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29% of surveyed athletes at 2011 World Championships admitted to doping
by on Friday, August 23, 2013  (4 comments)

Not cool...but common?

I'm not sure what's more disturbing here.

I have two big problems here.

First, 29% of athletes at the 2011 World Championships admitted in an anonymous survey that they doped in the prior year. Only a fool wouldn't assume the number of athletes who actually did dope isn't higher. Not everyone who did is going to admit it, even if they are sure their responses are completely anonymous. That means likely at least 1 out of every 3 athletes who was surveyed actually did dope. Seeing as they could also choose to not answer the question, how many did make that choice not wanting to answer yes?

Second, this does not paint a good picture for either the IAAF or WADA. Why are they so intent on hiding this problem? The problem here is conflict of interest.

The IAAF is essentially in the business of promoting these athletes. If it becomes common knowledge that at least 1/3 of the athletes they are promoting is doping, what do you think that does to their business?

The WADA, on the other hand, is in the business of catching drug cheats. Seems like they should welcome any spotlight on the problem, right? Well, consider this. If less than 2% of drug tests performed at WADA labs are positive while somewhere beyond 30% of athletes are doping in any given year, what does that say about the efficacy of WADA?

I'd say this sport has a problem but let's be honest. All sports have a problem. Most either don't even pretend to try to deal with the problem or have just recently begun pretending. Even at the failure rate we see via this study, T&F is still worlds ahead of most other sports. That said, to say this sport is clean just because we're worlds ahead doesn't paint an accurate picture.

In my opinion, we shouldn't be burying our heads in the sand. We should accept reality and push to find a better future. Sadly, there is a lot of room for improvement but the two organizations in charge of pushing toward a better future seem more interested in not letting the full scope of the problem become publicly known than in accepting the current state of things and finding a better way to tackle this problem.

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I take comfort in the fact that as my times improve and slowly make headway towards these cheaters - I know that I am and always will be clean.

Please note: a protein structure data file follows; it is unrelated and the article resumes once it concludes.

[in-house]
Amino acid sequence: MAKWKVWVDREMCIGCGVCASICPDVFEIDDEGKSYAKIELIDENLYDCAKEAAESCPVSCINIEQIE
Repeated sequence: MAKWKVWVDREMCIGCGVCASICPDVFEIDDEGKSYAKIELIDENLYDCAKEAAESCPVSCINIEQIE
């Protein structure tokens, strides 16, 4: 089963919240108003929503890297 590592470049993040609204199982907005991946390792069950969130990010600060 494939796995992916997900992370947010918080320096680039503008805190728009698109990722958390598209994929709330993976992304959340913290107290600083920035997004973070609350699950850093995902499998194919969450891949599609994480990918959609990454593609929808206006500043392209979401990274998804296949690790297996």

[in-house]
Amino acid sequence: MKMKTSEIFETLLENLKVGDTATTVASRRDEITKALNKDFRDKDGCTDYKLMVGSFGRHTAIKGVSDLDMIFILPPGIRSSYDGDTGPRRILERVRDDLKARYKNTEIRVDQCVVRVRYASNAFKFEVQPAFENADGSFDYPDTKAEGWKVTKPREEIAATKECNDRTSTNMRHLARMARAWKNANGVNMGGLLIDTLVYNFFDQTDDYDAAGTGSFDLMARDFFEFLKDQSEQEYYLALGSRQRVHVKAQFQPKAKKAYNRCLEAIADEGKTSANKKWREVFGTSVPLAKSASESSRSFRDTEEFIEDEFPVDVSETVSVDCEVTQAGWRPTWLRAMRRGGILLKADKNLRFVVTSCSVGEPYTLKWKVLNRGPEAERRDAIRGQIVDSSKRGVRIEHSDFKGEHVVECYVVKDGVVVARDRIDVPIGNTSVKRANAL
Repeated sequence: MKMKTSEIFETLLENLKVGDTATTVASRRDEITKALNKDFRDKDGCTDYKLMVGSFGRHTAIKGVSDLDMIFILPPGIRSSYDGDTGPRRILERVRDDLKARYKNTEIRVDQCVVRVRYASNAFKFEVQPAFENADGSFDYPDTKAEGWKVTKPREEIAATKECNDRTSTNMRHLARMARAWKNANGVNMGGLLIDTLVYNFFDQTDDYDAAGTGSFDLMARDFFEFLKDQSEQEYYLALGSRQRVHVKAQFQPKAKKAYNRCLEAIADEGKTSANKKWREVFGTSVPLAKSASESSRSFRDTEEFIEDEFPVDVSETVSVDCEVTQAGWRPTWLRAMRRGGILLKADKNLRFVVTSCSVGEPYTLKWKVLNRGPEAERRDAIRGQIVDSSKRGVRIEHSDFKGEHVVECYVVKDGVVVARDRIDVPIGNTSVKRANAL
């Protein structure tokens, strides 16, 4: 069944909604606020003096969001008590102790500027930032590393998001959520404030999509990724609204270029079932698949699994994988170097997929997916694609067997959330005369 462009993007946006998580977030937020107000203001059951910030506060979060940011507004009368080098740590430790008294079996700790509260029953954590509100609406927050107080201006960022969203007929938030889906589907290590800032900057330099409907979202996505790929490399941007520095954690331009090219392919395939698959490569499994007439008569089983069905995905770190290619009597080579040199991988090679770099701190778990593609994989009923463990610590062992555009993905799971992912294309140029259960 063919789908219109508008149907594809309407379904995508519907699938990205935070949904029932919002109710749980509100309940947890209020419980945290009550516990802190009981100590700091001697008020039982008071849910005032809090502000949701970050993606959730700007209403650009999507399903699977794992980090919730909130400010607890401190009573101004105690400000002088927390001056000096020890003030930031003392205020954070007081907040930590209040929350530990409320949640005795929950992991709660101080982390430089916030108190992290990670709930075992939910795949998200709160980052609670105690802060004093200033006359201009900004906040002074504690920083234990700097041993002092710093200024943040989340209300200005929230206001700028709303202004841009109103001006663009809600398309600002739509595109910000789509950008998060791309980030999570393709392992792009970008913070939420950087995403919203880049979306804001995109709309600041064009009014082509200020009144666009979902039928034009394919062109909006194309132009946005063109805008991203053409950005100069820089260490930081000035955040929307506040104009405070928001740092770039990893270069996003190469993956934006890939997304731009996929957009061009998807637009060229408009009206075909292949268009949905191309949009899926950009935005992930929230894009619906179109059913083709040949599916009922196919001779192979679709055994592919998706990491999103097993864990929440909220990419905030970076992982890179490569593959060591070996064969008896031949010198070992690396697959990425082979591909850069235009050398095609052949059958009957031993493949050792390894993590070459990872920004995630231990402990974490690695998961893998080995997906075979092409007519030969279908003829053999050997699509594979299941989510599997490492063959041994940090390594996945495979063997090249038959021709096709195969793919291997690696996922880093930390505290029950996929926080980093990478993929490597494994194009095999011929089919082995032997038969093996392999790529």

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I understand the feeling, Ed, and I could say the same thing. However, we have no comprehension of the pressures they face. This isn't to excuse these actions but it's easy for us to bypass those substances. We have no pressure to use them. What will we gain by using them? For the elites, this is their livelihood. If the option is use the substances and make a good living or don't use and live in poverty, it's a much more difficult decision and I, for one, will not pretend to know how I would respond to that situation.

I think, as much pressure as should be put on the athletes, even more should be put on the coaches, trainers and other support staff. I don't get why a coach who all the evidence suggests was involved in his athlete's cheating doesn't get a punishment at least as strict as his athlete. I would vote for an even more strict punishment.

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5 reasons for drug use in sport:
Ego + Money
Ego + Money

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Andrew A.
4gen/sf: 5 reasons for drug use in sport:EgoEgoEgo Ego + MoneyEgo + Money

In many cases, it does simply boil down to unchecked ambition. Though it did not occur to me until after she had become known as a target in a doping scandal, the overall impression I am left with from looking at the website of someone I know says to me that she was/is very much attached to the pro athlete lifestyle and perhaps willing to go to great lengths to preserve that status quo. It is difficult to look at any given situation and understand well the factors that influence it from (well) outside the culture of that situation. One should consider the administration overseeing the situation (including its ability to do so) and the governance (rules + enforcement) applied to the situation.

Think about how people drive on the highway. Do they tend to drive at or below the speed limit if there is no known/believed police presence? Is there a tendency to 'go with the flow of traffic' rather than stick to the posted speed limit? What factors influence those kinds of decisions? It may not be exactly the same situations, yet it reveals a mentality and types of influences on decisions that are present in about any situation where standards and rules are either followed strictly, followed selectively, or wantonly ignored.

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